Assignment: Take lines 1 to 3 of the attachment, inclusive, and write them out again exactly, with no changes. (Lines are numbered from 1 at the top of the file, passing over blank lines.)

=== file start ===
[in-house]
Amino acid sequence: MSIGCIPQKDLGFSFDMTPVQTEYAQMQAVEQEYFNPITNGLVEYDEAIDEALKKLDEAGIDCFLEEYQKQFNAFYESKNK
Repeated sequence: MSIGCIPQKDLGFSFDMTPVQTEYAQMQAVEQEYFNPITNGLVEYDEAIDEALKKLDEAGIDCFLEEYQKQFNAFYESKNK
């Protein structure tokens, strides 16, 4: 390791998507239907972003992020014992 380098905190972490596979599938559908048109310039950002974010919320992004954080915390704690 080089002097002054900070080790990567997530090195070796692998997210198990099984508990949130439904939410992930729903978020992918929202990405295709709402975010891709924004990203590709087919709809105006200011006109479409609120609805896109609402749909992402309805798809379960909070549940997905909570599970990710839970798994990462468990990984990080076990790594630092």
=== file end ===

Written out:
[in-house]
Amino acid sequence: MSIGCIPQKDLGFSFDMTPVQTEYAQMQAVEQEYFNPITNGLVEYDEAIDEALKKLDEAGIDCFLEEYQKQFNAFYESKNK
Repeated sequence: MSIGCIPQKDLGFSFDMTPVQTEYAQMQAVEQEYFNPITNGLVEYDEAIDEALKKLDEAGIDCFLEEYQKQFNAFYESKNK